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On Surrender, Maggie Rogers’ Patience Is a Virtue

Rogers leans heavily into indie rock on her sophomore album

surrender album review
Maggie Rogers, photo by S. Holden Jaffe
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    It’s refreshing to see an artist under so much pressure to be patient with herself. This applies not just to Maggie Rogers’ debut album, 2019’s Heard It in a Past Life (which arrived nearly three years after her viral breakout hit “Alaska”), but to her new album, Surrender.

    In between releases and a grueling touring cycle in which Rogers played nearly every major festival in the country (before the pandemic re-routed everyone), she continued her education by earning a graduate degree from Harvard, taking the time to hone the sounds and ideas of her sophomore LP while opening herself to the world of academia once again. And now, complete with her masters diploma and a revived spirit, Maggie Rogers returns with a fully-formed effort that feels leagues beyond her first LP, with some of the best-written songs in her catalog.

    Perhaps the largest advancement in Rogers’ sound is her embracing of the fuzzy palate and patterns of indie rock. Where Heard It in a Past Life’s sonics were in a more anonymous indie pop gray area, Surrender (out this Friday, July 29th) leans heavily into crunchy guitars and blown-out drums. From the very first song, aptly titled “Overdrive,” these grittier elements work to expose Rogers’ vulnerable tone, and provide a sense of authorship that hadn’t been as clearly on display in her last effort.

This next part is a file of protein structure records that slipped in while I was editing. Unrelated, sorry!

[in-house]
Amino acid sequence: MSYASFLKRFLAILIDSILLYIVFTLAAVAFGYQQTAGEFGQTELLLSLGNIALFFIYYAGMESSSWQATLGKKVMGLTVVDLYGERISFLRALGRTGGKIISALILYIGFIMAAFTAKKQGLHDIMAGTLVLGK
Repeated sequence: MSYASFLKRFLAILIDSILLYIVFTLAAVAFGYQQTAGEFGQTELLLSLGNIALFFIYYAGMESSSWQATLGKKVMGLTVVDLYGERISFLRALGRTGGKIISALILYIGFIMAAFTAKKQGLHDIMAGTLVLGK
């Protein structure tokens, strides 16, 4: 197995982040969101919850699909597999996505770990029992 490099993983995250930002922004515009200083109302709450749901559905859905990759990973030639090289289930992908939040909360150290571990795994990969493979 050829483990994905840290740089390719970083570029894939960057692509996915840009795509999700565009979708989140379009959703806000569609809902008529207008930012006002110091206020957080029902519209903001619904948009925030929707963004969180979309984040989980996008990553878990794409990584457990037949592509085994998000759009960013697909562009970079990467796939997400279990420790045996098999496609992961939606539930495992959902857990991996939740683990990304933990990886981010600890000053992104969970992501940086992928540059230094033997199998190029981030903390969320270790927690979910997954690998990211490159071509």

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    Lead single “That’s Where I Am” continues the blending of the harsh and driven with the serene, finding moments of space to let her sun-kissed guitar work pop out of the fray, all while the drums pound and the low end spikes. Later on, Rogers channels the NYC post-punk of the 2000s on “Shatter,” and it’s the most vital she’s ever sounded.

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